Poverty in Togo between 2006 and 2011: Accounting for Differences in Poverty Rates and the Role of Economic Growth
Yao Nukunu, Golo
African Economic Research Consortium
As is the case of other countries, Togo committed itself, at the Millennium Summit, to halving poverty rates by 2015. Despite the efforts Togo has made to this end, poverty levels remain high in the country as evidenced by the high poverty rate of 57.8% in 2011. This slow pace in poverty reduction raises the issue of how well the poverty phenomenon is understood in Togo. To contribute to a better understanding of the situation, this study sought to explain the strong disparities that exist between rural and urban areas and shed light on the contribution of economic growth and income redistribution to the poverty phenomenon. The study uses data obtained from the surveys conducted in Togo in 2006 and 2011 using the Questionnaire on the Basic Indicators of Well-being (Questionnaire Unifié des Indicateurs de Base du Bien-être, QUIBB). It followed the methodological approach used by Shorrocks (1999) to analyse economic growth and income redistribution, and that used by Blinder-Oaxaca (1973) to account for the differences in poverty rates between rural and urban areas. The study analyses growth and redistribution between the two reference years, and shows that strong economic growth is needed for any significant reduction in poverty to occur. However, growth has to be complemented with pro-poor redistribution policies. The poverty differences observed between Togo’s rural and urban areas are accounted for by disparities in the resources available for the two areas. This suggests that, since they are essential for poverty reduction, government interventions aimed at increasing the quantity of such resources in the rural areas should be given greater priority than those aimed at improving their quality.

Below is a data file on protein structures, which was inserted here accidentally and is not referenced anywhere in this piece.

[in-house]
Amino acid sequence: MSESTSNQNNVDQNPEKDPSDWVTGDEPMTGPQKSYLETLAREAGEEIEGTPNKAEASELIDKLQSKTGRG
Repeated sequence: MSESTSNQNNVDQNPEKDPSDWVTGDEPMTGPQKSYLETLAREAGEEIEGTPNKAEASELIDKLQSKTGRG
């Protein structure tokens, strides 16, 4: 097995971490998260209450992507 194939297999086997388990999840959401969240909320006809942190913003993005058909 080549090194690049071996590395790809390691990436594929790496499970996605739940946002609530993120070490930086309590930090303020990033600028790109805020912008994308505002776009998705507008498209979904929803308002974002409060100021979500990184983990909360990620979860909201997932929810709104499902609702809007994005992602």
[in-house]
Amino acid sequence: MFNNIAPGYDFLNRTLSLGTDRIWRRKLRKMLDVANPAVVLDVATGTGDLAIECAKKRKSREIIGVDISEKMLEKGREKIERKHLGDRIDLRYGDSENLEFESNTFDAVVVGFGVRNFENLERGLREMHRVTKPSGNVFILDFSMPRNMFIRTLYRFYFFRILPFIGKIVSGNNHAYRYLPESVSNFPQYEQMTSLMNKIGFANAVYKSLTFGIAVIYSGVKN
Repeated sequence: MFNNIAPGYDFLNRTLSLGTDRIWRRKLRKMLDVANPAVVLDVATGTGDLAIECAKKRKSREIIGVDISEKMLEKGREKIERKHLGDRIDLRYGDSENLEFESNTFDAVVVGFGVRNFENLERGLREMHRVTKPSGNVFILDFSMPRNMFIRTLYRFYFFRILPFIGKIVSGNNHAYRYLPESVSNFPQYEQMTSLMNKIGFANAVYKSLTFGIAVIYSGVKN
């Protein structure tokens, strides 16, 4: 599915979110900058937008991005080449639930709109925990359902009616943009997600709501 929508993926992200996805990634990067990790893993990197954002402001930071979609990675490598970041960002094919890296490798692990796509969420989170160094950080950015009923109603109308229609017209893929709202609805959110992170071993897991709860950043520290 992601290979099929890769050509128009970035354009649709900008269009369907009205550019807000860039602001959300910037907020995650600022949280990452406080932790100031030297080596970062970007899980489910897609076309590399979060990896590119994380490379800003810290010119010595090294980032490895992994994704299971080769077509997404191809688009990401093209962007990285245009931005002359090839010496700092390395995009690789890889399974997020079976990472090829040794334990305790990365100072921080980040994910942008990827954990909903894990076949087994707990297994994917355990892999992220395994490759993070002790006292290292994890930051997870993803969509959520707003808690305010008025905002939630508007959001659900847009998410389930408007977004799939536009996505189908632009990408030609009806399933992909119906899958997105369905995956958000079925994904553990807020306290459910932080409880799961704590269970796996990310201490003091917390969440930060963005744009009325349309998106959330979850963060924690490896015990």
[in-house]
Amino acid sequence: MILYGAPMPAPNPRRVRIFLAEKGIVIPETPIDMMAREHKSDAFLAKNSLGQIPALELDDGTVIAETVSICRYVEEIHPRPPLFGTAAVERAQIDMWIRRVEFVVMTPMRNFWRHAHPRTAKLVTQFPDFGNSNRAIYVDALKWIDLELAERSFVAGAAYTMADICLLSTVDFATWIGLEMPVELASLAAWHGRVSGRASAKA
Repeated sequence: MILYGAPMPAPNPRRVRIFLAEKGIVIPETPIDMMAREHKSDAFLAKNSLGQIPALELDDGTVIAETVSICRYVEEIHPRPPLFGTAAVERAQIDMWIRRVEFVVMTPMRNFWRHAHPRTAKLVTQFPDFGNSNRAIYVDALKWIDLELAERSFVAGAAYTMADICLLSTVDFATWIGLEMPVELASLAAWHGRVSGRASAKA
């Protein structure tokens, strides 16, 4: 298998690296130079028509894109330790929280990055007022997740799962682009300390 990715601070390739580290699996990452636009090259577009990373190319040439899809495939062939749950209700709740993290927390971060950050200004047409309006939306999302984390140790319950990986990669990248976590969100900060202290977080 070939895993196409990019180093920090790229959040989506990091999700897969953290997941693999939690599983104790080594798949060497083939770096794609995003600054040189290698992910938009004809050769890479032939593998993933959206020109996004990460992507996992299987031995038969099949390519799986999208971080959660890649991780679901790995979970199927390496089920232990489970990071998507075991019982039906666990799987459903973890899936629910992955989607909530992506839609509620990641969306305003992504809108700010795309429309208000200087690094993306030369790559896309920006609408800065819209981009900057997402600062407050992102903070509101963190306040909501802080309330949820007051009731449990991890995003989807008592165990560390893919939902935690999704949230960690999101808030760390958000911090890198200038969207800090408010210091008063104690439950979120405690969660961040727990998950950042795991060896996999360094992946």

Poverty, Blinder-Oaxaca, Pro-poor redistribution